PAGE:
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October 2022

Understanding Osteoporosis

Osteoporosis is a disease where the bones become brittle, increasing the risk of fractures.  It is sometimes called a “silent disease” as the bone loss that occurs is invisible and painless.  In fact, the first sign of osteoporosis is often when a bone breaks. A bone-healthy lifestyle, at any age, can slow the natural process of bone loss.

Factors that Affect Bone Health

  • Restrictive diets may impact nutrient intake.
  • Physical activity improves bone density.
  • Gender, size and age - thin older women are at higher risk for osteoporosis.
  • Race and family history - if you are white, of Asian descent or have a family history, risks are greater.
  • Hormone levels - too much thyroid, or low estrogen or testosterone can cause bone loss.
  • Certain medications used long term, such as prednisone, can be damaging to bone health.

Keys to Keep Bones Healthy
Lifestyle and diet are essential to keep bones strong. While bone loss is a natural part of aging, fractures and osteoporosis do not need to be.

  • Be physically active - walking can slow bone loss.
  • Include a variety of fresh fruits, vegetables, whole grains, reduced-fat dairy products and lean protein each day. Optimize protein intake– daily intake in grams should be approximately 1/2 of your body weight.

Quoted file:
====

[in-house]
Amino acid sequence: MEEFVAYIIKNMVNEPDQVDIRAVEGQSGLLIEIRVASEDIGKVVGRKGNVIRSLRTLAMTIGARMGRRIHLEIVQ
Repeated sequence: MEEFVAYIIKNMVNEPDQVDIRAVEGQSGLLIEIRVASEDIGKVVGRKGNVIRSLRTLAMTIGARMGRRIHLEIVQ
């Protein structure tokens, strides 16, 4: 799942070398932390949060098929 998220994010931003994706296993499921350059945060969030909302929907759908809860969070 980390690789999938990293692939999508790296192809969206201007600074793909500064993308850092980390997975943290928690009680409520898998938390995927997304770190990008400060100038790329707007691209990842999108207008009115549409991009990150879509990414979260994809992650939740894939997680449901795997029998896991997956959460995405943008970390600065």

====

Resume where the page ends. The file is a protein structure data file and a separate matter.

• Beverages with Caffeine - limit coffee to 3c daily, avoid cola drinks.
  • Do not smoke and minimize alcohol intake.  Women should have no more than 1 drink and men no more than 2 alcoholic beverages a day.
  • Get a bone density test to see if you’re at risk for osteoporosis.
  • Consult your MD before taking supplements, especially vitamin K.

Bone-Building Nutrients
Calcium can't do it alone! There are many nutrients that contribute to maintaining strong bones:

CALCIUM – Focus on food instead of pills. Women should have 1200 mg, men 60-70 yr. 1000 mg and 70(+) 1200 mg of calcium daily.  This includes the calcium from food we eat. Dairy products, along with salmon, sardines, spinach, greens and calcium fortified products are good sources.

Space calcium rich foods over the day to improve absorption.  Consider a supplement if you cannot reach the calcium goal from foods you eat, just to fill the gap.

VITAMIN D – essential to absorb calcium. The daily “D” goal is 800 IU.  Make the most of the few good food sources: salmon, sardines, tuna and D-fortified products.  Enjoy a little safe sun exposure.  Get your “D” level in your blood checked.

MAGNESIUM – Choose foods rich in magnesium: spinach, oatmeal, pinto beans, lentils, yogurt, halibut, whole grain bread, banana and nuts instead of a supplement.

VITAMIN B12 & Folate – Both support bone health. B12 is found in meat, fish, poultry and fortified products. You may need to supplement if you are taking antacids regularly. Get your B12-blood level checked.  Folate sources: leafy greens, broccoli and legumes.

VITAMIN K2 – Directs calcium to bones instead of depositing it in the arteries. K2-rich foods are cheese, and grass-fed meat.  Do not supplement if you are taking a blood thinner.


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